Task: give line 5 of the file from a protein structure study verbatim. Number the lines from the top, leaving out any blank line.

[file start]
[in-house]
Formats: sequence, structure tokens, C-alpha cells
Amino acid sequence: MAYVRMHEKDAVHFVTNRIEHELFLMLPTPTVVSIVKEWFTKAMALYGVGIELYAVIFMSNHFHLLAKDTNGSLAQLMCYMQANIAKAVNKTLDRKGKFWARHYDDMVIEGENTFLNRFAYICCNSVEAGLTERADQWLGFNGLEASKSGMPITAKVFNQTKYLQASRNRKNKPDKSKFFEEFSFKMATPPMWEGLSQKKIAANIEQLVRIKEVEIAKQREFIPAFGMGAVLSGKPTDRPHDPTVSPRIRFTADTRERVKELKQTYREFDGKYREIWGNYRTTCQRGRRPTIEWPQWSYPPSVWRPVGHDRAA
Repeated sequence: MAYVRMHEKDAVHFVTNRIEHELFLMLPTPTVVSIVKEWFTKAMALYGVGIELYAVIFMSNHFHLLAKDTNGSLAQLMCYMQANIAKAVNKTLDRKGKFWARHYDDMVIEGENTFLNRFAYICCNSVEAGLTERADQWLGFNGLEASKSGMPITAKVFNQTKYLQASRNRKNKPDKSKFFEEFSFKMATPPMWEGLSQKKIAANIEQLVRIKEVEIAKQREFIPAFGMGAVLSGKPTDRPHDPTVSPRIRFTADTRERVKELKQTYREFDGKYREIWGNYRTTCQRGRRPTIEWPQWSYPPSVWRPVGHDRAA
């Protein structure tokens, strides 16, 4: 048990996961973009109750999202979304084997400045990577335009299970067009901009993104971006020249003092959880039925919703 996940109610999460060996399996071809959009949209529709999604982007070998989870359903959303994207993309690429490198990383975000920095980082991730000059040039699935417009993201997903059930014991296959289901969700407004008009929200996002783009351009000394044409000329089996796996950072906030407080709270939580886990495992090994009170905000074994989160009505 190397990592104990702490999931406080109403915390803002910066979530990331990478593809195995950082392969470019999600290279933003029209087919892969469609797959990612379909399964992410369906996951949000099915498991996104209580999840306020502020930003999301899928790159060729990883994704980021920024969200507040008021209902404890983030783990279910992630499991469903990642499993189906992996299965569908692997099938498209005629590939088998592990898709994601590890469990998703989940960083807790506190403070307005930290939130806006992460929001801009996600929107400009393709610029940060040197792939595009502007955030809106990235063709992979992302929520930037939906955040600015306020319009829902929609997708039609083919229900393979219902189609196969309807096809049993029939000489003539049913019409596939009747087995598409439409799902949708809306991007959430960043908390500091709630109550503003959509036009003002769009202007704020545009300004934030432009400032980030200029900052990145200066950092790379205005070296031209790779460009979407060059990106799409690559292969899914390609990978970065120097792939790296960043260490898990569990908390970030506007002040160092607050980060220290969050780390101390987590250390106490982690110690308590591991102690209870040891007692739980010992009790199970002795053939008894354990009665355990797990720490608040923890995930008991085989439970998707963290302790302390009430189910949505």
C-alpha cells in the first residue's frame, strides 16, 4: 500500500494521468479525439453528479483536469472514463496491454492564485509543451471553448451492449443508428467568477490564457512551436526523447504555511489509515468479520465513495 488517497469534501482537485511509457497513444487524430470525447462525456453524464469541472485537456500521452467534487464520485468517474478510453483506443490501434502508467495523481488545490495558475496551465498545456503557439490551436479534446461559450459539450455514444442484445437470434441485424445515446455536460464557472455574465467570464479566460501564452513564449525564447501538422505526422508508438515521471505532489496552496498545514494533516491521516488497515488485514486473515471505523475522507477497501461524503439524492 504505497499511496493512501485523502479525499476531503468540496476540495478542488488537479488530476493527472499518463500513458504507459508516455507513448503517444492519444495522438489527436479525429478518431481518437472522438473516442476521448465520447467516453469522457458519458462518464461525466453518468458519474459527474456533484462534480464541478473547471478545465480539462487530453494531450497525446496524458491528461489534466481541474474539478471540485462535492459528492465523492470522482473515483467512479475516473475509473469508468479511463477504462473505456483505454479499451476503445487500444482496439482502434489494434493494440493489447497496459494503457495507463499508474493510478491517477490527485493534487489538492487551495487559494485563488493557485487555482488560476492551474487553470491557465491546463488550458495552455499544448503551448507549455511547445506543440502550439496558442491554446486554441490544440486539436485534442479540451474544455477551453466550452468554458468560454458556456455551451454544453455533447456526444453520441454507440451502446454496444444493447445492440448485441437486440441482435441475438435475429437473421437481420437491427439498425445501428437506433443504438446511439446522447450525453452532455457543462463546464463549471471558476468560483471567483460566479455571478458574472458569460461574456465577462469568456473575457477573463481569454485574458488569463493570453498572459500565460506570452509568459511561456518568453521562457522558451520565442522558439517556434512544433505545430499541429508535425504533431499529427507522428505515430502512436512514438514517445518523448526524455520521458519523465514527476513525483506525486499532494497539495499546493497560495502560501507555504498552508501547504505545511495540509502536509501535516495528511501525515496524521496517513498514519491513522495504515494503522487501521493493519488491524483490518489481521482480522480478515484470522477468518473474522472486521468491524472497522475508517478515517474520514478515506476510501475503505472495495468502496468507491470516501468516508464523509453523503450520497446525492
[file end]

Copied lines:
């Protein structure tokens, strides 16, 4: 048990996961973009109750999202979304084997400045990577335009299970067009901009993104971006020249003092959880039925919703 996940109610999460060996399996071809959009949209529709999604982007070998989870359903959303994207993309690429490198990383975000920095980082991730000059040039699935417009993201997903059930014991296959289901969700407004008009929200996002783009351009000394044409000329089996796996950072906030407080709270939580886990495992090994009170905000074994989160009505 190397990592104990702490999931406080109403915390803002910066979530990331990478593809195995950082392969470019999600290279933003029209087919892969469609797959990612379909399964992410369906996951949000099915498991996104209580999840306020502020930003999301899928790159060729990883994704980021920024969200507040008021209902404890983030783990279910992630499991469903990642499993189906992996299965569908692997099938498209005629590939088998592990898709994601590890469990998703989940960083807790506190403070307005930290939130806006992460929001801009996600929107400009393709610029940060040197792939595009502007955030809106990235063709992979992302929520930037939906955040600015306020319009829902929609997708039609083919229900393979219902189609196969309807096809049993029939000489003539049913019409596939009747087995598409439409799902949708809306991007959430960043908390500091709630109550503003959509036009003002769009202007704020545009300004934030432009400032980030200029900052990145200066950092790379205005070296031209790779460009979407060059990106799409690559292969899914390609990978970065120097792939790296960043260490898990569990908390970030506007002040160092607050980060220290969050780390101390987590250390106490982690110690308590591991102690209870040891007692739980010992009790199970002795053939008894354990009665355990797990720490608040923890995930008991085989439970998707963290302790302390009430189910949505």